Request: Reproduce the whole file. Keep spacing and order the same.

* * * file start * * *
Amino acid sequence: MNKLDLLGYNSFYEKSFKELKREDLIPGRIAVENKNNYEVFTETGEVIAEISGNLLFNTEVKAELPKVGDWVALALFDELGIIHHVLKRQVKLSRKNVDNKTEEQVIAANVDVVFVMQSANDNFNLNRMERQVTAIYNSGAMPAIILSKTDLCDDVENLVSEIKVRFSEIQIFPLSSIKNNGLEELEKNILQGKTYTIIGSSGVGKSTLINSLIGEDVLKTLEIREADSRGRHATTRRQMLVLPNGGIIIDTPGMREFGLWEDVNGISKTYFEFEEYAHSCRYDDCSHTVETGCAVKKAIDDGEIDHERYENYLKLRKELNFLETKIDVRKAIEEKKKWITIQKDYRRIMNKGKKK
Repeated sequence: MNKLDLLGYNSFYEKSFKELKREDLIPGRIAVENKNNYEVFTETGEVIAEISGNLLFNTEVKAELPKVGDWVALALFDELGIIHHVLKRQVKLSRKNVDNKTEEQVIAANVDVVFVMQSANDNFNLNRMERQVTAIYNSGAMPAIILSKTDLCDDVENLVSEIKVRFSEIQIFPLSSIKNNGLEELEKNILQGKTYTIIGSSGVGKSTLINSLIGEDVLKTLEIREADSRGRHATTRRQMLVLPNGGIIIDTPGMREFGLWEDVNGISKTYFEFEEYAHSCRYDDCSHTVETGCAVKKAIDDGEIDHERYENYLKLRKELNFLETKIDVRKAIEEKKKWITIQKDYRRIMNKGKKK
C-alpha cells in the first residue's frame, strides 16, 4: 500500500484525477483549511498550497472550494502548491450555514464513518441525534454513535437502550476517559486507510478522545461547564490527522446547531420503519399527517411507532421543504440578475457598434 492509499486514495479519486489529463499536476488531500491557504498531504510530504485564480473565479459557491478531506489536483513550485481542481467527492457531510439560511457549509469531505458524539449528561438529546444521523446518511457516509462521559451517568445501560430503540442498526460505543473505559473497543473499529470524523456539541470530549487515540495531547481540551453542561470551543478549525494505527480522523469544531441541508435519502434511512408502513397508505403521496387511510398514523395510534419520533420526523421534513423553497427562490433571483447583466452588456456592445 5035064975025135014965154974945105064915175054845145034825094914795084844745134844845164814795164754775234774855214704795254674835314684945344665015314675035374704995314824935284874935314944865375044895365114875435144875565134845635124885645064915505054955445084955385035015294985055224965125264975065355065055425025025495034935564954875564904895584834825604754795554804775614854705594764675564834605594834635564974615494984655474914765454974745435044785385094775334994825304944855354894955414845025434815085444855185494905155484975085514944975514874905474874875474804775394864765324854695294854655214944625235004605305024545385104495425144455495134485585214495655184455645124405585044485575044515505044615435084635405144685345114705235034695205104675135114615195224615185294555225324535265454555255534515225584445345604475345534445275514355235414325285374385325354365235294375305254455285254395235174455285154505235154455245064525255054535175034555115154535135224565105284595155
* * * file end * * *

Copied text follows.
Amino acid sequence: MNKLDLLGYNSFYEKSFKELKREDLIPGRIAVENKNNYEVFTETGEVIAEISGNLLFNTEVKAELPKVGDWVALALFDELGIIHHVLKRQVKLSRKNVDNKTEEQVIAANVDVVFVMQSANDNFNLNRMERQVTAIYNSGAMPAIILSKTDLCDDVENLVSEIKVRFSEIQIFPLSSIKNNGLEELEKNILQGKTYTIIGSSGVGKSTLINSLIGEDVLKTLEIREADSRGRHATTRRQMLVLPNGGIIIDTPGMREFGLWEDVNGISKTYFEFEEYAHSCRYDDCSHTVETGCAVKKAIDDGEIDHERYENYLKLRKELNFLETKIDVRKAIEEKKKWITIQKDYRRIMNKGKKK
Repeated sequence: MNKLDLLGYNSFYEKSFKELKREDLIPGRIAVENKNNYEVFTETGEVIAEISGNLLFNTEVKAELPKVGDWVALALFDELGIIHHVLKRQVKLSRKNVDNKTEEQVIAANVDVVFVMQSANDNFNLNRMERQVTAIYNSGAMPAIILSKTDLCDDVENLVSEIKVRFSEIQIFPLSSIKNNGLEELEKNILQGKTYTIIGSSGVGKSTLINSLIGEDVLKTLEIREADSRGRHATTRRQMLVLPNGGIIIDTPGMREFGLWEDVNGISKTYFEFEEYAHSCRYDDCSHTVETGCAVKKAIDDGEIDHERYENYLKLRKELNFLETKIDVRKAIEEKKKWITIQKDYRRIMNKGKKK
C-alpha cells in the first residue's frame, strides 16, 4: 500500500484525477483549511498550497472550494502548491450555514464513518441525534454513535437502550476517559486507510478522545461547564490527522446547531420503519399527517411507532421543504440578475457598434 492509499486514495479519486489529463499536476488531500491557504498531504510530504485564480473565479459557491478531506489536483513550485481542481467527492457531510439560511457549509469531505458524539449528561438529546444521523446518511457516509462521559451517568445501560430503540442498526460505543473505559473497543473499529470524523456539541470530549487515540495531547481540551453542561470551543478549525494505527480522523469544531441541508435519502434511512408502513397508505403521496387511510398514523395510534419520533420526523421534513423553497427562490433571483447583466452588456456592445 5035064975025135014965154974945105064915175054845145034825094914795084844745134844845164814795164754775234774855214704795254674835314684945344665015314675035374704995314824935284874935314944865375044895365114875435144875565134845635124885645064915505054955445084955385035015294985055224965125264975065355065055425025025495034935564954875564904895584834825604754795554804775614854705594764675564834605594834635564974615494984655474914765454974745435044785385094775334994825304944855354894955414845025434815085444855185494905155484975085514944975514874905474874875474804775394864765324854695294854655214944625235004605305024545385104495425144455495134485585214495655184455645124405585044485575044515505044615435084635405144685345114705235034695205104675135114615195224615185294555225324535265454555255534515225584445345604475345534445275514355235414325285374385325354365235294375305254455285254395235174455285154505235154455245064525255054535175034555115154535135224565105284595155